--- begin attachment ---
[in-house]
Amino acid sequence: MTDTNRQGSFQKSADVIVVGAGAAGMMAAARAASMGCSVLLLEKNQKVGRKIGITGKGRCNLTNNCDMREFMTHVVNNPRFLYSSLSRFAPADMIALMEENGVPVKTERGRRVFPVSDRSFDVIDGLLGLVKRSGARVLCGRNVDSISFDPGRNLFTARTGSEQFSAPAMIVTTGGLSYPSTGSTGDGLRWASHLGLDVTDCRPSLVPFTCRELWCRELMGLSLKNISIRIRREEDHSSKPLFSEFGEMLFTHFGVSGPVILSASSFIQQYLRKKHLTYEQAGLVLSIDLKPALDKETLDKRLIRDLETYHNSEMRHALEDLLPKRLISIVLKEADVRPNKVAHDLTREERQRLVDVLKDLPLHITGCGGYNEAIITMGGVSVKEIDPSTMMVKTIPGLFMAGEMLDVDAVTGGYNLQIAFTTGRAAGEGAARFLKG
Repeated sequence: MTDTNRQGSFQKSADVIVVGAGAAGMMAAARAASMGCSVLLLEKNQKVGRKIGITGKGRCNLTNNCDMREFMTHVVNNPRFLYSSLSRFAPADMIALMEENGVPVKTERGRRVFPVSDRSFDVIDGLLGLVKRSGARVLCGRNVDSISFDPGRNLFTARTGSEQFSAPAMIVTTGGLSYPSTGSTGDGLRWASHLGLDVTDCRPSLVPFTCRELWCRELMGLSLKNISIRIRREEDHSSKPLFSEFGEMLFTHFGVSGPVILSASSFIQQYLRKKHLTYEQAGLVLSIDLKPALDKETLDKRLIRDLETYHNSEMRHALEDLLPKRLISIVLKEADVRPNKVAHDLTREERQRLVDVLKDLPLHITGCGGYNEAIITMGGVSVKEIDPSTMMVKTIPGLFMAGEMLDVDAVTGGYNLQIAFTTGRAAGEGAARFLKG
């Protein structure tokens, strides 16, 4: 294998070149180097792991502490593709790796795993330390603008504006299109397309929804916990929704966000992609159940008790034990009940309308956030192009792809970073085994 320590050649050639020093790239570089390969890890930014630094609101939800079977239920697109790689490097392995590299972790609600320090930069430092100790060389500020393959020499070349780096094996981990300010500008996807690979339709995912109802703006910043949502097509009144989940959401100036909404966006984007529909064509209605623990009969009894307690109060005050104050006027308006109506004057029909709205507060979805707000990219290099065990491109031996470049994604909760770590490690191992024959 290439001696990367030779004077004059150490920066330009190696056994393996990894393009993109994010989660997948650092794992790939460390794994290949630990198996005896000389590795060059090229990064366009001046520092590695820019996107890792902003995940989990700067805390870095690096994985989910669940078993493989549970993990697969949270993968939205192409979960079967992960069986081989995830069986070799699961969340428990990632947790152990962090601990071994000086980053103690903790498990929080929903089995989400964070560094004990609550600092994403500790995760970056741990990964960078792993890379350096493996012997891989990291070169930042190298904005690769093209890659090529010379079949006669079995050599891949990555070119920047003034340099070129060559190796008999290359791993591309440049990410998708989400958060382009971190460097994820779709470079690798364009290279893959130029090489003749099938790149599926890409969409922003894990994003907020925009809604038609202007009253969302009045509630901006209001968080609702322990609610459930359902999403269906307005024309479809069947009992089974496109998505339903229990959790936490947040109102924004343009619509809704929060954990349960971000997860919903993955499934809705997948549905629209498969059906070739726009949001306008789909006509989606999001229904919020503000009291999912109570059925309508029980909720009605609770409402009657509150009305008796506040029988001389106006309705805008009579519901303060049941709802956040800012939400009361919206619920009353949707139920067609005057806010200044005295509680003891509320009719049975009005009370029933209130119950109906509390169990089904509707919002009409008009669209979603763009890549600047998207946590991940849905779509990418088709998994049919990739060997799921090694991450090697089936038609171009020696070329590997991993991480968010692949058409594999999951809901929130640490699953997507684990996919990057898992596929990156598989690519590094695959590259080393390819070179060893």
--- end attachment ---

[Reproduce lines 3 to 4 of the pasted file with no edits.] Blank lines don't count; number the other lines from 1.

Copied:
Repeated sequence: MTDTNRQGSFQKSADVIVVGAGAAGMMAAARAASMGCSVLLLEKNQKVGRKIGITGKGRCNLTNNCDMREFMTHVVNNPRFLYSSLSRFAPADMIALMEENGVPVKTERGRRVFPVSDRSFDVIDGLLGLVKRSGARVLCGRNVDSISFDPGRNLFTARTGSEQFSAPAMIVTTGGLSYPSTGSTGDGLRWASHLGLDVTDCRPSLVPFTCRELWCRELMGLSLKNISIRIRREEDHSSKPLFSEFGEMLFTHFGVSGPVILSASSFIQQYLRKKHLTYEQAGLVLSIDLKPALDKETLDKRLIRDLETYHNSEMRHALEDLLPKRLISIVLKEADVRPNKVAHDLTREERQRLVDVLKDLPLHITGCGGYNEAIITMGGVSVKEIDPSTMMVKTIPGLFMAGEMLDVDAVTGGYNLQIAFTTGRAAGEGAARFLKG
């Protein structure tokens, strides 16, 4: 294998070149180097792991502490593709790796795993330390603008504006299109397309929804916990929704966000992609159940008790034990009940309308956030192009792809970073085994 320590050649050639020093790239570089390969890890930014630094609101939800079977239920697109790689490097392995590299972790609600320090930069430092100790060389500020393959020499070349780096094996981990300010500008996807690979339709995912109802703006910043949502097509009144989940959401100036909404966006984007529909064509209605623990009969009894307690109060005050104050006027308006109506004057029909709205507060979805707000990219290099065990491109031996470049994604909760770590490690191992024959 290439001696990367030779004077004059150490920066330009190696056994393996990894393009993109994010989660997948650092794992790939460390794994290949630990198996005896000389590795060059090229990064366009001046520092590695820019996107890792902003995940989990700067805390870095690096994985989910669940078993493989549970993990697969949270993968939205192409979960079967992960069986081989995830069986070799699961969340428990990632947790152990962090601990071994000086980053103690903790498990929080929903089995989400964070560094004990609550600092994403500790995760970056741990990964960078792993890379350096493996012997891989990291070169930042190298904005690769093209890659090529010379079949006669079995050599891949990555070119920047003034340099070129060559190796008999290359791993591309440049990410998708989400958060382009971190460097994820779709470079690798364009290279893959130029090489003749099938790149599926890409969409922003894990994003907020925009809604038609202007009253969302009045509630901006209001968080609702322990609610459930359902999403269906307005024309479809069947009992089974496109998505339903229990959790936490947040109102924004343009619509809704929060954990349960971000997860919903993955499934809705997948549905629209498969059906070739726009949001306008789909006509989606999001229904919020503000009291999912109570059925309508029980909720009605609770409402009657509150009305008796506040029988001389106006309705805008009579519901303060049941709802956040800012939400009361919206619920009353949707139920067609005057806010200044005295509680003891509320009719049975009005009370029933209130119950109906509390169990089904509707919002009409008009669209979603763009890549600047998207946590991940849905779509990418088709998994049919990739060997799921090694991450090697089936038609171009020696070329590997991993991480968010692949058409594999999951809901929130640490699953997507684990996919990057898992596929990156598989690519590094695959590259080393390819070179060893």